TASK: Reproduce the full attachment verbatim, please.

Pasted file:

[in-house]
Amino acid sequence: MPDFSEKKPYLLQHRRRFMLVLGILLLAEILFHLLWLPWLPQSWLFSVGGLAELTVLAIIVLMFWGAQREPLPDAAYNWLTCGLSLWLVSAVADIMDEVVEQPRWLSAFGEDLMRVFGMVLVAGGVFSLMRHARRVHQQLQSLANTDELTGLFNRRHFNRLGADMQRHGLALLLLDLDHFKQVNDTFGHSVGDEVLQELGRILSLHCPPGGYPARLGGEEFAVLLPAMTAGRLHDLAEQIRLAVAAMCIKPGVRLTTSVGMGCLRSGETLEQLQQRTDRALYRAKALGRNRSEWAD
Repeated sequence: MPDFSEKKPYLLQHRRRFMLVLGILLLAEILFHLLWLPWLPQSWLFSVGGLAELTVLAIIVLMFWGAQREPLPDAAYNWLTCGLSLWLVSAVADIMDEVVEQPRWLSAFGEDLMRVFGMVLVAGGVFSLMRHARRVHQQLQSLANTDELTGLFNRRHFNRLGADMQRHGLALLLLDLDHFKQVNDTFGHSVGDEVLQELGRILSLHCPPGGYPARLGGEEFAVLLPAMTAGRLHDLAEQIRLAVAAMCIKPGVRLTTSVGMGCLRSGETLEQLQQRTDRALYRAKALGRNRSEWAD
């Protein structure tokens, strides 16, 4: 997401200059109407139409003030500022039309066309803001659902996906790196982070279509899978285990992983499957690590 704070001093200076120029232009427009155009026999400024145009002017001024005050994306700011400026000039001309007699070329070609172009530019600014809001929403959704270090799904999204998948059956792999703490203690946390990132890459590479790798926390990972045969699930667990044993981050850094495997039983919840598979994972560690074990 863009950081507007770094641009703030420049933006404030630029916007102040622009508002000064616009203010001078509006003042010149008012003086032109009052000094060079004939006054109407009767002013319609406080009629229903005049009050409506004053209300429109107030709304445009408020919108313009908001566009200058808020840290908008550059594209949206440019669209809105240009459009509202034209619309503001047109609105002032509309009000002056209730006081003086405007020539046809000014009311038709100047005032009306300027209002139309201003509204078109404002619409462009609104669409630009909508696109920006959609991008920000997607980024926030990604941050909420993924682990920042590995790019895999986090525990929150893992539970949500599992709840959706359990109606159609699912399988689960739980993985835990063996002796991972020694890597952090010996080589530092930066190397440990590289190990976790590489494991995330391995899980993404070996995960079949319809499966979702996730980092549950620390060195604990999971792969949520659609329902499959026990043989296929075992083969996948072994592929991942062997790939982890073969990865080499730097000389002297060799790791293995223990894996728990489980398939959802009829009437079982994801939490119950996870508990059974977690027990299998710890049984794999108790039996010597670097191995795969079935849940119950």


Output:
[in-house]
Amino acid sequence: MPDFSEKKPYLLQHRRRFMLVLGILLLAEILFHLLWLPWLPQSWLFSVGGLAELTVLAIIVLMFWGAQREPLPDAAYNWLTCGLSLWLVSAVADIMDEVVEQPRWLSAFGEDLMRVFGMVLVAGGVFSLMRHARRVHQQLQSLANTDELTGLFNRRHFNRLGADMQRHGLALLLLDLDHFKQVNDTFGHSVGDEVLQELGRILSLHCPPGGYPARLGGEEFAVLLPAMTAGRLHDLAEQIRLAVAAMCIKPGVRLTTSVGMGCLRSGETLEQLQQRTDRALYRAKALGRNRSEWAD
Repeated sequence: MPDFSEKKPYLLQHRRRFMLVLGILLLAEILFHLLWLPWLPQSWLFSVGGLAELTVLAIIVLMFWGAQREPLPDAAYNWLTCGLSLWLVSAVADIMDEVVEQPRWLSAFGEDLMRVFGMVLVAGGVFSLMRHARRVHQQLQSLANTDELTGLFNRRHFNRLGADMQRHGLALLLLDLDHFKQVNDTFGHSVGDEVLQELGRILSLHCPPGGYPARLGGEEFAVLLPAMTAGRLHDLAEQIRLAVAAMCIKPGVRLTTSVGMGCLRSGETLEQLQQRTDRALYRAKALGRNRSEWAD
């Protein structure tokens, strides 16, 4: 997401200059109407139409003030500022039309066309803001659902996906790196982070279509899978285990992983499957690590 704070001093200076120029232009427009155009026999400024145009002017001024005050994306700011400026000039001309007699070329070609172009530019600014809001929403959704270090799904999204998948059956792999703490203690946390990132890459590479790798926390990972045969699930667990044993981050850094495997039983919840598979994972560690074990 863009950081507007770094641009703030420049933006404030630029916007102040622009508002000064616009203010001078509006003042010149008012003086032109009052000094060079004939006054109407009767002013319609406080009629229903005049009050409506004053209300429109107030709304445009408020919108313009908001566009200058808020840290908008550059594209949206440019669209809105240009459009509202034209619309503001047109609105002032509309009000002056209730006081003086405007020539046809000014009311038709100047005032009306300027209002139309201003509204078109404002619409462009609104669409630009909508696109920006959609991008920000997607980024926030990604941050909420993924682990920042590995790019895999986090525990929150893992539970949500599992709840959706359990109606159609699912399988689960739980993985835990063996002796991972020694890597952090010996080589530092930066190397440990590289190990976790590489494991995330391995899980993404070996995960079949319809499966979702996730980092549950620390060195604990999971792969949520659609329902499959026990043989296929075992083969996948072994592929991942062997790939982890073969990865080499730097000389002297060799790791293995223990894996728990489980398939959802009829009437079982994801939490119950996870508990059974977690027990299998710890049984794999108790039996010597670097191995795969079935849940119950």